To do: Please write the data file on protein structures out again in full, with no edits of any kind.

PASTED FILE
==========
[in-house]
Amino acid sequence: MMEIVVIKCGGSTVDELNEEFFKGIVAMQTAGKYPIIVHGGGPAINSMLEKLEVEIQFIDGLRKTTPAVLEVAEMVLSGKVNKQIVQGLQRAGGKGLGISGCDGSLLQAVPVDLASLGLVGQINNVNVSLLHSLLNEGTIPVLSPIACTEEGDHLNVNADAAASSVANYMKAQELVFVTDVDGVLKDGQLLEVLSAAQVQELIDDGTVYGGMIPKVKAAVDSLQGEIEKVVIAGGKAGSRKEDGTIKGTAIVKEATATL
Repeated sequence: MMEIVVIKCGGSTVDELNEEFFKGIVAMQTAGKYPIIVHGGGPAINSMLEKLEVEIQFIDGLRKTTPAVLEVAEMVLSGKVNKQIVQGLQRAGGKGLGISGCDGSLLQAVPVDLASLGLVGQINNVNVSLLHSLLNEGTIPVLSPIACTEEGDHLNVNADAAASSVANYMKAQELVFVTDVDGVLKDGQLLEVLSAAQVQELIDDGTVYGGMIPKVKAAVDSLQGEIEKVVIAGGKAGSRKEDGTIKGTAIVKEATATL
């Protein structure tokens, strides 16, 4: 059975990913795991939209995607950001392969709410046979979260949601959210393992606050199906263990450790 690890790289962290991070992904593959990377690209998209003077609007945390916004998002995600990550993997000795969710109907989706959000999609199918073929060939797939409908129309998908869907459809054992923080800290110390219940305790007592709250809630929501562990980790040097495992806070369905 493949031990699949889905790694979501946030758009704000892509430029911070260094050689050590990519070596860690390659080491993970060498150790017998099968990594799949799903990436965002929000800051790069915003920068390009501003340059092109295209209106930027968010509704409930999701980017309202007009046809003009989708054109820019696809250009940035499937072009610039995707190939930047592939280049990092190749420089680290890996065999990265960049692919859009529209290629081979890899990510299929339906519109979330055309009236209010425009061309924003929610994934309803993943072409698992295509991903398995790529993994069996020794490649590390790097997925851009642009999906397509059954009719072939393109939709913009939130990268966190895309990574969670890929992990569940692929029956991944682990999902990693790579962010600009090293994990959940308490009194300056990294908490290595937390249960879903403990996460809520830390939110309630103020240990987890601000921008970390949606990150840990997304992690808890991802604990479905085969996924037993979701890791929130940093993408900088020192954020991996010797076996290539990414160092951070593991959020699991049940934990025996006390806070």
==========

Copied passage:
[in-house]
Amino acid sequence: MMEIVVIKCGGSTVDELNEEFFKGIVAMQTAGKYPIIVHGGGPAINSMLEKLEVEIQFIDGLRKTTPAVLEVAEMVLSGKVNKQIVQGLQRAGGKGLGISGCDGSLLQAVPVDLASLGLVGQINNVNVSLLHSLLNEGTIPVLSPIACTEEGDHLNVNADAAASSVANYMKAQELVFVTDVDGVLKDGQLLEVLSAAQVQELIDDGTVYGGMIPKVKAAVDSLQGEIEKVVIAGGKAGSRKEDGTIKGTAIVKEATATL
Repeated sequence: MMEIVVIKCGGSTVDELNEEFFKGIVAMQTAGKYPIIVHGGGPAINSMLEKLEVEIQFIDGLRKTTPAVLEVAEMVLSGKVNKQIVQGLQRAGGKGLGISGCDGSLLQAVPVDLASLGLVGQINNVNVSLLHSLLNEGTIPVLSPIACTEEGDHLNVNADAAASSVANYMKAQELVFVTDVDGVLKDGQLLEVLSAAQVQELIDDGTVYGGMIPKVKAAVDSLQGEIEKVVIAGGKAGSRKEDGTIKGTAIVKEATATL
């Protein structure tokens, strides 16, 4: 059975990913795991939209995607950001392969709410046979979260949601959210393992606050199906263990450790 690890790289962290991070992904593959990377690209998209003077609007945390916004998002995600990550993997000795969710109907989706959000999609199918073929060939797939409908129309998908869907459809054992923080800290110390219940305790007592709250809630929501562990980790040097495992806070369905 493949031990699949889905790694979501946030758009704000892509430029911070260094050689050590990519070596860690390659080491993970060498150790017998099968990594799949799903990436965002929000800051790069915003920068390009501003340059092109295209209106930027968010509704409930999701980017309202007009046809003009989708054109820019696809250009940035499937072009610039995707190939930047592939280049990092190749420089680290890996065999990265960049692919859009529209290629081979890899990510299929339906519109979330055309009236209010425009061309924003929610994934309803993943072409698992295509991903398995790529993994069996020794490649590390790097997925851009642009999906397509059954009719072939393109939709913009939130990268966190895309990574969670890929992990569940692929029956991944682990999902990693790579962010600009090293994990959940308490009194300056990294908490290595937390249960879903403990996460809520830390939110309630103020240990987890601000921008970390949606990150840990997304992690808890991802604990479905085969996924037993979701890791929130940093993408900088020192954020991996010797076996290539990414160092951070593991959020699991049940934990025996006390806070």